Water temperature for kayaks

After a long winter in Chicago, I am getting itchy to take my Pungo 120s out onto the Chicago River. Should I wait for the water temperature to warm up a bit? Lake Michigan is currently 35F. I assume the river’s about the same. I wasn’t sure if very cold water harms plastic mold kayaks in any way. Thanks for your advice!

Cold water will not harm the Pungo…however no matter how stable a Pungo is on flat water, you best be wearing a dry suit with some thermal layer to protect you if paddling in 35F water. Dress for the water, not the air.


As long as the water is liquid, the boat will be fine. If the boat itself was -20°F or colder, I would not drop it in the parking lot.

As kaykhank said, dress for the water temperature. In this case it doesn’t get much more deadly. Dry suit, thermal protection underneath, gloves, hood, etc. Don’t paddle solo if you can avoid it.

Moulton Avery from the National Center for Cold Water Safety is repeating a free live Zoom presentation on Cold Water Safety on March 18th at 7:00 EST sponsored by the Chesapeake Paddlers Assn.

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I’ve had one experience being tossed into 41° water dressed in bathing suit and t-shirt. The air was 70° and I only had to swim 20’ to land.
You do not want to do that unless properly dressed.

This is my favorite video. The guy with no protection at all is a friggin champ to make it 16 minutes in 36* water! That there is some will to live. Dont know if I could do that.

Note, although they make it 10-15 minutes, your hands are worthless after 2-5. That means if you flip you have about 120 seconds to save youself, assuming you dont cold gasp in a bunch of water.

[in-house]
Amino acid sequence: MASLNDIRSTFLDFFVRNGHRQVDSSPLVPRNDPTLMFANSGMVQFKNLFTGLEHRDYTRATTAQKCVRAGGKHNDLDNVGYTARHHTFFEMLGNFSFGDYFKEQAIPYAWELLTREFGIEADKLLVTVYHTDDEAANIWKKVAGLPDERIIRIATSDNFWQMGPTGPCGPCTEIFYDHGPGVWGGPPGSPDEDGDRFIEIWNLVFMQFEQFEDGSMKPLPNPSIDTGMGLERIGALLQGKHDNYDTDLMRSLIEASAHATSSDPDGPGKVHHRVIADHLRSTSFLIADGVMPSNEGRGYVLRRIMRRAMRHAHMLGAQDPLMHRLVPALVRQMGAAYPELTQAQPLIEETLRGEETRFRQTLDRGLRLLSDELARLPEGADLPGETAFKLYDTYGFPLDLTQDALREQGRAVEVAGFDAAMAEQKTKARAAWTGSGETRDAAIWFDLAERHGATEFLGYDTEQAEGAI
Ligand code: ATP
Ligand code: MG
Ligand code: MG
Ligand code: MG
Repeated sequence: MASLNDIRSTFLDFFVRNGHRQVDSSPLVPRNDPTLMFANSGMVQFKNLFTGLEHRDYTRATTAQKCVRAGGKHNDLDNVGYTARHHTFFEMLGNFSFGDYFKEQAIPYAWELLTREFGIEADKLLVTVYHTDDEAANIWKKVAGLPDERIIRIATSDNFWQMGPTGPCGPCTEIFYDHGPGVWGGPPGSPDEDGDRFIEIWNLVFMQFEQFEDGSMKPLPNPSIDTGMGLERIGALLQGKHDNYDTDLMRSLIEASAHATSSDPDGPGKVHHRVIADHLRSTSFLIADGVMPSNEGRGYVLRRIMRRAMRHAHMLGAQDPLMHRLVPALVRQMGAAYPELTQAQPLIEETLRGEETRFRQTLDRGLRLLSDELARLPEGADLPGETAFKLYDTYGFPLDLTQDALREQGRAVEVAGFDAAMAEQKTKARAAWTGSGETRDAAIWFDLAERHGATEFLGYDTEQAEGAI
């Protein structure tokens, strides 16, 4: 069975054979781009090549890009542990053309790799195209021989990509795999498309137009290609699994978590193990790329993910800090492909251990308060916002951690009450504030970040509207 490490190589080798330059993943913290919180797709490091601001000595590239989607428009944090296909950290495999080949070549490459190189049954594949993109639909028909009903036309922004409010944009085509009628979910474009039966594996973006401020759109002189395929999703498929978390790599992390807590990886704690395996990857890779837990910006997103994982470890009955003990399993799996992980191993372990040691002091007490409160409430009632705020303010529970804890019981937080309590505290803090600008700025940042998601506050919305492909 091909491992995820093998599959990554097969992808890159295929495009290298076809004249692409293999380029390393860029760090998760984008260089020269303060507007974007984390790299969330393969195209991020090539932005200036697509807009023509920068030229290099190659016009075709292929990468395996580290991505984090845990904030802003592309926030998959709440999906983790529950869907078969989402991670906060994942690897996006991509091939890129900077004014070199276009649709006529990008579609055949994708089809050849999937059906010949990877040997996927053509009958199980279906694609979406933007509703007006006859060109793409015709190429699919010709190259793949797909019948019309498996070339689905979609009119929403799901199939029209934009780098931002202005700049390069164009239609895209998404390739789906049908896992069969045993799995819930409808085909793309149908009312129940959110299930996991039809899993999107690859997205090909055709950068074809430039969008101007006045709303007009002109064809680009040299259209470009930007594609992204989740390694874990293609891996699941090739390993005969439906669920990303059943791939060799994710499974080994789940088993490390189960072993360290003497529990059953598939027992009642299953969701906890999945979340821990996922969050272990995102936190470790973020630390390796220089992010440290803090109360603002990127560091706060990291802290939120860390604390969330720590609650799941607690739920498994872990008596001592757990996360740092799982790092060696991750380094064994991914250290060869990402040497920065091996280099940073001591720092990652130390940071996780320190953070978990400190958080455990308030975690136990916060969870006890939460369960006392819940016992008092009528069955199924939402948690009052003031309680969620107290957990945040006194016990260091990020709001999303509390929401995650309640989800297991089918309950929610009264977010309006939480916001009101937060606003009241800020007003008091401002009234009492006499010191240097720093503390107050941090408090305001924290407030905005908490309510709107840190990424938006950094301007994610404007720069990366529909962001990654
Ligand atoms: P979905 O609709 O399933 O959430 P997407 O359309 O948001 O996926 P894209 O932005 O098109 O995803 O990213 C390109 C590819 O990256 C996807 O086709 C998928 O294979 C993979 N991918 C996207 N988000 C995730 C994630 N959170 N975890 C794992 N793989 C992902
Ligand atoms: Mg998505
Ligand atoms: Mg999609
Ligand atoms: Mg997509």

Most of our answers will be along the lines of “cold water, especially in the spring time when the air is warm and water is still very cold is extremely, extremely dangerous. Although you see many people out during this time, the difference between life and death is much closer than most people realize”

Whatever you chose to do, I strongly suggest you flip your boat at the put-in with a warm car waiting and a partner with a rope attached to you. See how long you can tolerate the water and try swimming with your boat 100’ to simulate a near shore recovery. You will learn a lot. I promise

Water will kill you FAST.

I think it was JackL who wrote that he kayaked with a group in Alaska. The guide had the group put their hands in the water for a minute or two to understand what they were dealing with. That misery teaches way better than words.


A cold water class I took with Atlantic Kayak had people put their hand in a bucket of ice water and see how long they were willing to keep it there and see how their manual dexterity was affected.


You are not thinking about the right issue. The boat is fine. You would not be if you ended up swimming per above advice.

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YOur boat can take it, but you can’t.